Welcome to the end of the week and another edition of Happy Hour! Just sit back, relax, and enjoy your end of the week roundup of all things interesting in the land of money.
There was a lot of drama this week thanks to a fake Associated Press tweet claimed $200 billion in market cap in a matter of minutes. A well-respected news organization getting hacked is big news. A bigger concern is the how the market reacted to a fake story in large part due to computerized trading.
High Frequency Trading (HFT) involves computers that use algorithms to place thousands of orders in milliseconds based on specific parameters. The argument HFT firms use is that it provides liquidity to the markets. Which is arguable, based on what we saw this week after the AP hacked tweet.
To be clear, a coding error didn’t cause this weeks flash crash. But it’s the biggest concern going forward, having already been a cause of most minor crashes so far.
The simple version goes like this: HFT uses code written by humans to decipher what’s going on in the markets and outside the markets. It uses that information to make a bunch of trades or stop trading altogether.
Code, in general, is perfect. It’s built around a logical set of yes and no answers to come to a conclusion. Until someone makes a mess of it. Which happens all to often because the programmer is human and advanced software programs and algorithms are built around thousands, if not, millions of lines of code. That’s a lot of opportunity to make a mistake.
Just think about how many errors we find in code on a given day. If you own a computer you have a good idea. With Windows, browsers, Java, Adobe, and all the other software you use, how many updates and security patches have you done?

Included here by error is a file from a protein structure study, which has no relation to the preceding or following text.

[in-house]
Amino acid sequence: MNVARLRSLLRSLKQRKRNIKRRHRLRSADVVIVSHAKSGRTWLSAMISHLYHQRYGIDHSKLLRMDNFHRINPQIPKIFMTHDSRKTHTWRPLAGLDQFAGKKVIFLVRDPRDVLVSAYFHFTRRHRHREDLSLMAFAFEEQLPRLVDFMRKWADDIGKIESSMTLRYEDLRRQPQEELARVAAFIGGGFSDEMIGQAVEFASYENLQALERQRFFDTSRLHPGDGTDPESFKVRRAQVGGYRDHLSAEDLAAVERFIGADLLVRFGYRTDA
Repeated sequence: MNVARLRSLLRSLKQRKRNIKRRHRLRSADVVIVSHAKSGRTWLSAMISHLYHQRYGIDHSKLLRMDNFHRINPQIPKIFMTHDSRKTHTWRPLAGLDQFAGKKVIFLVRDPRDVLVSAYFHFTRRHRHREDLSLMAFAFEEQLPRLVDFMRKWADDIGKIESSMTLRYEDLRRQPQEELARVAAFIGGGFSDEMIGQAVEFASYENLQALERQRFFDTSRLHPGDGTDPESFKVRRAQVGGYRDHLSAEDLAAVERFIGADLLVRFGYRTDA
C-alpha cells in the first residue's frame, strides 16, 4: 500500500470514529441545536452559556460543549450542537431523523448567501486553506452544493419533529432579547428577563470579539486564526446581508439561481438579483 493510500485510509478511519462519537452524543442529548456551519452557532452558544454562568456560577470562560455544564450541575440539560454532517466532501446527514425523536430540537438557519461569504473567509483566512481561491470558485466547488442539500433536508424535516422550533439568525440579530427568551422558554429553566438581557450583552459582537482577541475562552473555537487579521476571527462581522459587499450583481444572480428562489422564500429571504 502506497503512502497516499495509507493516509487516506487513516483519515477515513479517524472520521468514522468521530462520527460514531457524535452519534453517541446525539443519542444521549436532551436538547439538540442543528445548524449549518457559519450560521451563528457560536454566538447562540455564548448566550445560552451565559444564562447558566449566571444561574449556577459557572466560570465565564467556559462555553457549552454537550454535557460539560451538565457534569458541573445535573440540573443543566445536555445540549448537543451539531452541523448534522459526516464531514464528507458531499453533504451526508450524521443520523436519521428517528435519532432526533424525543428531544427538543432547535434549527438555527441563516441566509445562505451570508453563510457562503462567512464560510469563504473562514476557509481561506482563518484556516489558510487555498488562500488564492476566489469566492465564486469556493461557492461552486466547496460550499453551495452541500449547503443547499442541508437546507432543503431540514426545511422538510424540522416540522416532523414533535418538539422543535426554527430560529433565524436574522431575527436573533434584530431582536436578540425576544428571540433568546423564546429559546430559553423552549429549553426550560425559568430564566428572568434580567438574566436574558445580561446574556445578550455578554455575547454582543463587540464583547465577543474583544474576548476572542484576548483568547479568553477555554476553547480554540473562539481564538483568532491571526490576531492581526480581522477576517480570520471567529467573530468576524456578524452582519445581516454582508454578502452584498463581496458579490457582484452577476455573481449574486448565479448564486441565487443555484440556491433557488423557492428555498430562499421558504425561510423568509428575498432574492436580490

There is a big difference between software and HFT algorithms though. Usually software is updated for one of two reasons: either the millions of product users experience a similar problem or some nice hacker finds a security hole and lets the company know. Either way, updates occur because users are reporting errors. That’s despite the rigorous error checking done by the software company.
With HFT, there is only one user for each piece of code – the trading firm. That significantly reduces the chance of finding errors. And the idea that the firms error checking is somehow better than big software companies, is laughable?
So how error free is that perfectly crafted algorithm? How secure was your Windows operating system when you bought it? How many security patches have you downloaded since?
Until the SEC comes to its senses, the best way to protect yourself – do not use stop orders. Instead, set price alerts through your online broker. At least then you can figure out why the price fell and what to do next.
Since the frequency of these little crashes are increasing, I wonder if we’re better off, holding some cash and putting buy orders in at ridiculously low prices. At least then we can profit from it, as long as the SEC allows this nonsense.
Just wanted to apologize for the technical issues at the beginning of the week. If you tried to visit the site, you were probably met with some error messages.
Seems some gremlins got into the server, threw a kegger, spilled beer, and fried the server connection. It really got out of hand. Anyways, we scared off the little rascals and everything is back to normal.
At least, that’s the story we’re sticking to.
- Is the Federal Reserve Insane? – a great article pointing out past Fed action and if the current policy is causing another bubble.
- Big Market Drops Happen More Often Than You Think – Interesting and I’d add having a plan to take advantage of these big market drops.
- Stock Analysts Tell All! – The number one reason to take analyst estimates with a grain a salt. You’re better off doing your own research and just ignoring them.
- For Bond Risks, Look Forward, Not Back – why past results doesn’t matter for bonds.
- Nine Rarely Heard Buffett Quotes – a great list worth reading.